Katie Stripe gives a personal account of why she wears the rainbow lanyard to make herself visible to others who may need to see gay people doing normal things.
I could start by telling you what I identify as, but I don’t think that is important. The defining features of my character are more about what I am like as a person; sarcastic, grumpy, caring, funny, and what I do; I like to lift heavy weights, play hockey, take photographs, go on holiday and I did my first triathlon at 35 and now I am hooked (or mad). I am also a learning technologist and a learning designer, I build stuff online and develop learning materials and environments for students at Imperial’s National Heart and Lung Institute (NHLI). Having said all that I am writing this because as a gay member of the Imperial community I think it is important that I am visible to people who may need to see gay people doing normal things. (more…)
This festive period Three Wise Women from the Faculty of Medicine will be giving us the gift of their wisdom.
Our first wise woman, Dr Faith Uwadiae, highlighted success stories of Black scientists on her Twitter account every day throughout Black History Month 2018. In this post, she tells us what led to her taking action.
I have been in the university academic system for almost a decade and in this time I have interacted with very few Black scientists. I have met a handful of Black PhD students and research assistants or technicians, one postdoctoral scientist, but sadly I’ve never been lectured by a Black scientist. When I attend scientific conferences or events I am frequently one of the few Black people in the room and often the only Black woman. In fact, Black professors are heavily underrepresented making up just 0.6% of UK professors, of which only 25 are Black female professors. Sadly, when people think about a scientist they don’t picture someone like me, i.e. Black, female and young, and instead default to the White, male and old archetype.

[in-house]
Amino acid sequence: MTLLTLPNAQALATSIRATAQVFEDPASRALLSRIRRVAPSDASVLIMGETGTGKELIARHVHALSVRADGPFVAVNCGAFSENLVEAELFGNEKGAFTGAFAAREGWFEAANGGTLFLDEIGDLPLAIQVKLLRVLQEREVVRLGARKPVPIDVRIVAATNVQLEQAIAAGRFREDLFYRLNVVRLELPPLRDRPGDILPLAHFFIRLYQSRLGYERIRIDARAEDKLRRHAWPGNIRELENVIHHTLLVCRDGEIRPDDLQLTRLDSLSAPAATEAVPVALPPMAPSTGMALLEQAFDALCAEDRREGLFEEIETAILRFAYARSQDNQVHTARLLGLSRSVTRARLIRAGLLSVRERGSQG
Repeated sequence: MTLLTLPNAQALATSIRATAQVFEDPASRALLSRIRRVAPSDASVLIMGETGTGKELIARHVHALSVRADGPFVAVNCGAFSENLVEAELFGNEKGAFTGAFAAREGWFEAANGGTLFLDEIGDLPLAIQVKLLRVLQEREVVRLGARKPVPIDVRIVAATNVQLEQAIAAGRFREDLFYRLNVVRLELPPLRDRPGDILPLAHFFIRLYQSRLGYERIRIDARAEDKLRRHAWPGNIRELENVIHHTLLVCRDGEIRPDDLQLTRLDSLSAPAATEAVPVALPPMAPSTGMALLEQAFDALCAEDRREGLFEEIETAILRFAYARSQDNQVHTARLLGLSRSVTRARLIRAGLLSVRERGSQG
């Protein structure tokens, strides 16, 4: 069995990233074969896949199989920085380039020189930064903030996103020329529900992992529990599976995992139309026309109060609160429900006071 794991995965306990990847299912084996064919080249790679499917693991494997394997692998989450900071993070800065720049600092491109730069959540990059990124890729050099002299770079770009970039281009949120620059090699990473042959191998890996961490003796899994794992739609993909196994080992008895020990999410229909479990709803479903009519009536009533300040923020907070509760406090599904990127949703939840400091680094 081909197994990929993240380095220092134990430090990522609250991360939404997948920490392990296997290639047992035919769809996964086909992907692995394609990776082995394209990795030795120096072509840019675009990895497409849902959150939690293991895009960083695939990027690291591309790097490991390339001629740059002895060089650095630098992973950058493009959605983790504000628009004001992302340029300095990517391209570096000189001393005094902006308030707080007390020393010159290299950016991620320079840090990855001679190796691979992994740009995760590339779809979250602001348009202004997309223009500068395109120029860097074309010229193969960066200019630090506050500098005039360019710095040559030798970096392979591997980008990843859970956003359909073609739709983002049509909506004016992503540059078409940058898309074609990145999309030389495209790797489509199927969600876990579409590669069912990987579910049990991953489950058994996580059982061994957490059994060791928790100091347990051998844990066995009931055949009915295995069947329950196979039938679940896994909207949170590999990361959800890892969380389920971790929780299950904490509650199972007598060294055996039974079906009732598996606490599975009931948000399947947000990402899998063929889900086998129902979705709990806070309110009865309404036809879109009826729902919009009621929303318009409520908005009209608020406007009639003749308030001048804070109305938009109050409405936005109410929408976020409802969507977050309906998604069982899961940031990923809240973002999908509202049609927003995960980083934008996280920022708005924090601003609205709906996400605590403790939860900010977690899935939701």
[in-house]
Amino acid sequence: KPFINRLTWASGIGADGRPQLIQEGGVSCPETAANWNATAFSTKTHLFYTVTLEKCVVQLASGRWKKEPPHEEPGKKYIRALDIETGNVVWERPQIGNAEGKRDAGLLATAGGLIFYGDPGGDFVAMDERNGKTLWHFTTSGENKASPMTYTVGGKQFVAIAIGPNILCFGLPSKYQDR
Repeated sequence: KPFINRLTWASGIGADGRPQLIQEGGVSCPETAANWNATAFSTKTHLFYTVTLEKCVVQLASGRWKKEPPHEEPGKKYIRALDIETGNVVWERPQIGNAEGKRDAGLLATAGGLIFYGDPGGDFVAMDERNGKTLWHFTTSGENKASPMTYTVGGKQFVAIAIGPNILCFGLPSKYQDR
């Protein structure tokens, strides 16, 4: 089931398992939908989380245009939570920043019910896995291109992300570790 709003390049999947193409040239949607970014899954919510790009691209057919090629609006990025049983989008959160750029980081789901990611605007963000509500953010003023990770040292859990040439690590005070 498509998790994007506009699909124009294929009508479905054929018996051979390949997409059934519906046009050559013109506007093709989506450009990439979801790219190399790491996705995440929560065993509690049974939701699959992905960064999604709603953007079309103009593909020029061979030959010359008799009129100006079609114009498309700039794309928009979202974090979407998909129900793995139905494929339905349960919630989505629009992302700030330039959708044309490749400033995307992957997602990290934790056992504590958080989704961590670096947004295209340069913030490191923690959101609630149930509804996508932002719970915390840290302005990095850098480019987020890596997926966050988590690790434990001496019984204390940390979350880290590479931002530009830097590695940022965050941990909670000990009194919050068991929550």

Scientists are much more diverse and I wanted to learn more about the stories of people like me. (more…)
Dr Rahma Elmahdi is a clinical academic who joined Imperial College London as a medical student. Here she reflects on the significance of diversity and inclusion at the College for Black History Month.
I loved my time at Imperial both as an undergraduate and postgraduate student. Being a student here I was exposed to a host of incredible opportunities that only an institution like Imperial can offer. Despite this, there were many moments when I felt both isolated and lonely as a young black woman studying here. As well as the very many good times, I recall living with a chronic sense of being ‘other’ and feeling that to pass as a true Imperial student, I should endeavour to look and sound like my white, affluent peers as much as possible. (more…)
In celebration of Black History Month, medical student Yasmin Adelekan-Kamara shares her story on how she pursued her passion for medicine.
I still vividly remember the moment I decided to apply to medical school. It was not a decision that was easy for me, and this worried me having seen how natural it was for some of my peers to pursue medicine. Despite my genuine interest and passion there was always a doubt in my mind that I could never be the ‘ideal’ medical student I thought a university like Imperial wanted.
Rethinking medical school
Whilst I loved medicine, I also had a love for other vocations; journalism and architecture especially. This caused a great internal conflict for me. I believed to be the ‘ideal’ medical student, you had to initially be solely devoted to and have an unwavering commitment to medicine. Did the fact that I was questioning my decision mean I was not dedicated enough? (more…)